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Topic: Exactly what does velocity do?

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  1. #1

    Question Exactly what does velocity do?

    Exactly what does velocity control?
    People say that you should keep the mod and velocity parallel, but the lower velocities have a very intimate, slow attack. What if I want an intense pp?

    I don't understand what velocity actually does and why people say it should be parallel with the mod values.

    -Chris

  2. #2

    Re: Exactly what does velocity do?

    There is no reason to make them parallel, unless that's the effect you want. Velocity controls the strength of the attack, and there is a reason the controls are seperate.

    For example, imagine a woodwind instrument playing a solo melody. The melody is marked piano, so he plays softly. The part he's reading from may contain all sorts of different tonguing and phrasing. There may be accented notes, and sharp staccatos... all of this within the same phrase marked piano.

    My suggestion is to first use the mod wheel to get the proper dynamics. Then when it feels more or less correct with the dynamics, view all your velocities, and adjust accordingly.
    - Jamie Kowalski

    All Hands Music - Kowalski on the web
    The Ear Is Always Correct - Writings on composition

  3. #3

    Re: Exactly what does velocity do?

    Thanks, Skysaw.

    But do you know how the velocity affects the sample? Or if there is a seperate set of samples recorded at different attack stregnths?

    -Chris

  4. #4

    Re: Exactly what does velocity do?

    I believe that one of the primary functions of velocity is to control the attack of a sample. With brass, for example, the tonguing will be more pronounced at higher velocity. I believe this is accomplished by ramping in the attack of the sample slower at low velocities rather than using separate samples (which is why GPO can still fit into 1MB RAM!)

    I imagine Tom will swoop in and give the full story.

    - m
    Free MFX and other plugins: http://www.TenCrazy.com/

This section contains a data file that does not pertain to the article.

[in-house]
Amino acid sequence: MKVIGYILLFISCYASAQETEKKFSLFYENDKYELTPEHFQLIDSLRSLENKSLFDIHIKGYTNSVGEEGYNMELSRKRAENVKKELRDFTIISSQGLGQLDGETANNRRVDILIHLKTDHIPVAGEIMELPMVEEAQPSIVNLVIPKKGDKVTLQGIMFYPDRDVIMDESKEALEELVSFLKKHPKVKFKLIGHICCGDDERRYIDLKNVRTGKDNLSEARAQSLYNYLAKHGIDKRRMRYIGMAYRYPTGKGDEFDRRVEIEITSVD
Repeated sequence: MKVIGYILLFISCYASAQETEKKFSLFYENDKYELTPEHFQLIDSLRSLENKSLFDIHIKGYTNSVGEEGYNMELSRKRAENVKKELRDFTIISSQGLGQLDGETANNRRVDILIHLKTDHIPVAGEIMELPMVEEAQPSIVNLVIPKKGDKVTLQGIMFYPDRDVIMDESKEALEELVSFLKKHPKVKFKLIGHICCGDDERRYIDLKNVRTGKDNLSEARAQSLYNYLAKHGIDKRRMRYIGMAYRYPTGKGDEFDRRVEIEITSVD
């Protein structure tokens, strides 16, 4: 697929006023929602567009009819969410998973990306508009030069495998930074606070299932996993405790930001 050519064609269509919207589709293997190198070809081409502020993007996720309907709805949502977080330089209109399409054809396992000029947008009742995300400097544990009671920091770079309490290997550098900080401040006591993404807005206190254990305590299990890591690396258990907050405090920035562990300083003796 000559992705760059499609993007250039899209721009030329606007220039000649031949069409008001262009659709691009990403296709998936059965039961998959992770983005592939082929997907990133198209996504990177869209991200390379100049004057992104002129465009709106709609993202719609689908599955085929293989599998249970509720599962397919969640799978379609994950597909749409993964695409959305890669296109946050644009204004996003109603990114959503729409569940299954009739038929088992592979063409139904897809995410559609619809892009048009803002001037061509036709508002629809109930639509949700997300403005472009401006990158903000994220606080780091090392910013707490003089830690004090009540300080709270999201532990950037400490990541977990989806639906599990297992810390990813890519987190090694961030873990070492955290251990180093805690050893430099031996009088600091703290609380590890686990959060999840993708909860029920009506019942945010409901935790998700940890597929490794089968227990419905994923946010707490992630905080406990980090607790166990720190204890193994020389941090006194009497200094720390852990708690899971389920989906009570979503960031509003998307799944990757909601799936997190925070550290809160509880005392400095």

Markleford's music: http://www.markleford.com/music/

  5. #5

    Re: Exactly what does velocity do?

    Quote Originally Posted by Markleford
    I imagine Tom will swoop in and give the full story.
    I never swoop in until after noon PDT, the beginning of my day! I swoop so much better after breakfast.

    OK, velocity. What I'm about to say applies to the "Expressive" instruments in the library (mostly strings and winds.) "Percussive" instruments like piano, pizzicato strings, and percussion use velocity in its standard function - velocity=volume or, often, velocity=volume/timbre.

    In winds and solo strings velocity does indeed control attack strength. Low velocities give gentle attack slopes, higher velocities give faster attack slopes. Very high velocities give accented attacks. This is all accomplished using a combination of envelopes (not separate samples). A "flex" envelope is used to supply emphasis at the highest velocities.

    In section strings (Sus+Short), short bow samples, tied to velocity, are layered with the long bow samples. As you use higher velocities you hear more of the short bow contribution.

    I'm not sure where the idea got started that mod wheel and velocity should have parallel values. Nothing could be further from the truth. They should be approached as completely independent controllers as described by Jamie above. To which I would add one other (independent) controller: cc#21, length control. With mod wheel, velocity, and length control the user has the tools to create a wide variety of note lengths, attack strengths, and dynamic volume/timbre changes. You can create loud, long notes with gentle attacks; loud, long notes with accented attacks; soft, short notes with sharp attacks; soft, short notes with gentle attacks; or anything in between. Length control at its lowest value settings, especially with strings, affects one's perception of attack character. Micro-managing your mod wheel can help you create "fp" and "sfz" effects, as well. Of course, actual MIDI note length comes strongly into play here too. That about covers it.

    Anyway, use the controllers independently and experiment. Along with some of the "Ag" instruments (with controller cc#16) for the most aggressive effects you should be able to cover a rather large area of attack and articulation types.

    Tom

  6. #6

    Re: Exactly what does velocity do?

    Thank you very much, Tom!

    That was extremely helpful!

    -Chris

  7. #7

    Re: Exactly what does velocity do?

    Quote Originally Posted by Tom Hopkins
    I'm not sure where the idea got started that mod wheel and velocity should have parallel values.
    I imagine that this comes from the MIDI File Translator utility, which does the *opposite* for "standard" orchestral scores for traditional MIDI playback: converting velocity to CC#1 values so that GPO alters volume accordingly.

    - m
    Free MFX and other plugins: http://www.TenCrazy.com/
    Markleford's music: http://www.markleford.com/music/

  8. #8

    Re: Exactly what does velocity do?

    Quote Originally Posted by Markleford
    I imagine that this comes from the MIDI File Translator utility, which does the *opposite* for "standard" orchestral scores for traditional MIDI playback: converting velocity to CC#1 values so that GPO alters volume accordingly.
    Interesting connection. That hadn't occurred to me.

    Tom

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